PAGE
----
Coloradans Cast 343,000 Libertarian Votes
by Ari Armstrong
[The following article originally appeared in the December 2000 edition of Colorado Liberty.]
Coloradans cast over 343,000 votes for Libertarian candidates in the 2000 elections, shattering all previous records and establishing the Libertarian Party as the strongest challenger to the two-party system.
"We did an excellent job in Colorado," said State Chair BetteRose Smith. "We broke the 20 percent barrier in a two-way race. We got over 40 percent in two counties for state house (San Miguel County and Pitkin County). We got two endorsements from major papers, the *Denver Post* and the *Colorado Springs Gazette*. Overall, I'm very pleased."
A total of 87 candidates ran for state-wide office, U.S. Congress, state legislature, and county commissioner. The Libertarian Party ran more candidates than the Democrats for legislature.
While no Libertarian won office this year in Colorado, the state continues to host several local public officials from the party, including the nation's only Libertarian Sheriff, Bill Masters of San Miguel County (Telluride).
Smith said, "I've been through eight years of elections with the Libertarian Party, and we do better every time. From just two years ago, our averages in three-way races are up from two percent to about four percent."
Norm Olsen, Campaigns Director and candidate for State House, added, "In this election, our percentages are up significantly over any previous election. We ran more than three times as many candidates as we've ever run before. Now, we need to keep our numbers up and increase the experience of our candidates."
In Congressional District 5, Kerry Kantor pulled 12.3 percent of the vote in a three-way race against a Republican and a Natural Law candidate. In Congressional races against a Republican and Democrat, Libertarians averaged about 6,000 votes, or 2.3 percent of the total. Libertarian candidates ran for all six Colorado Congressional seats, contributing to a record-setting 1.6 million votes nationally for a third-party's Congressional candidates.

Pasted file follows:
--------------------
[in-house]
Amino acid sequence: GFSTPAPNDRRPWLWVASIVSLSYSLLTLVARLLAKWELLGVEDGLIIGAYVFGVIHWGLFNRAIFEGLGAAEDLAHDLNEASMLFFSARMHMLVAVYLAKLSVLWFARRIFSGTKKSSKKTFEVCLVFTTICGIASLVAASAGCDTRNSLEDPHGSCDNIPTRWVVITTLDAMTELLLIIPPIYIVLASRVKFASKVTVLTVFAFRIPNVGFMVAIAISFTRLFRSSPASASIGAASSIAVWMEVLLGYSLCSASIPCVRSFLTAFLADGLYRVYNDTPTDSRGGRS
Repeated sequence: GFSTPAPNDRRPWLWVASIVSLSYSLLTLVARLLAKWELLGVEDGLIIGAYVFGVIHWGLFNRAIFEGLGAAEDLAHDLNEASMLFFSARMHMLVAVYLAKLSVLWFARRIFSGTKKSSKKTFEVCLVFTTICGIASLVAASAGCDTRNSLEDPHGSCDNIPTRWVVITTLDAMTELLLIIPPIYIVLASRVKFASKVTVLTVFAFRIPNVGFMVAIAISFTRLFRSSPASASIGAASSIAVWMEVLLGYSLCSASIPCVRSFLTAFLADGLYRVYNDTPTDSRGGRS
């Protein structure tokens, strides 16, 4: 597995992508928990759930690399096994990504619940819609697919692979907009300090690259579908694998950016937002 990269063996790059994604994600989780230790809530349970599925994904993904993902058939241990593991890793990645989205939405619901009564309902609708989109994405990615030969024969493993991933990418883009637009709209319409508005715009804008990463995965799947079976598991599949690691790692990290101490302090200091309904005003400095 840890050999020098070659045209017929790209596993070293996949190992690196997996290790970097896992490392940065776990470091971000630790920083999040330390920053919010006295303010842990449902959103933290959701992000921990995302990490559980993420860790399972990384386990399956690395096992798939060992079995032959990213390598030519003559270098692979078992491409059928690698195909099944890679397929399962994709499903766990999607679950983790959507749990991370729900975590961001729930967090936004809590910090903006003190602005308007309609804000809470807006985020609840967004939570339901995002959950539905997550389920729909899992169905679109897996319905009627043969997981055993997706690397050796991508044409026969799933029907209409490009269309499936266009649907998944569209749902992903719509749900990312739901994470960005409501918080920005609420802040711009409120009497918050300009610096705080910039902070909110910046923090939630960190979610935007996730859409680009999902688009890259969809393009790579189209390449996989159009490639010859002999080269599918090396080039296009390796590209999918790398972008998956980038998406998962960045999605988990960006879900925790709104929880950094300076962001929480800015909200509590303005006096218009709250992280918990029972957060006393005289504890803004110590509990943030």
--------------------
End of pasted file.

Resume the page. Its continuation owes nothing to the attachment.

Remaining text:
Johanna Fallis handily beat all three of her third-party opponents for Secretary of State, coming in behind the Republican and Democrat with 43,429 votes, or 2.7 percent of the total.
Out of the 17 Libertarian candidates for state senate, three earned more than 5 percent of the vote total in three-way races, and three hit double digits in two-way races. In District 26, Steven Lee earned 24.7 percent; in District 12 Patrick Lilly earned 23.5 percent.
Of 57 Libertarian candidates for state house, 26 earned over 5 percent of the vote total. Ralph Estrada picked up 8.6 percent in District 4, Colette Wright won 7.6 percent in District 19, and Shawn Glazer earned 7.1 percent in District 24. In all 18 two-way races, the Libertarian picked up double-digit percentages, with Russ Haddad of District 50 leading the totals with 25.1 percent.
Three of six county commissioner candidates earned double-digits, including Steven D'Ippolito of El Paso with 23.8 percent of the vote.
Public Information Director John Berntson said, "Nationally, the Libertarian Party doubles its numbers every three years; this trend seems to carry over into vote totals. If trends continue, the LP should start regularly winning races sometime in the next ten years. But 2002 would not be too soon."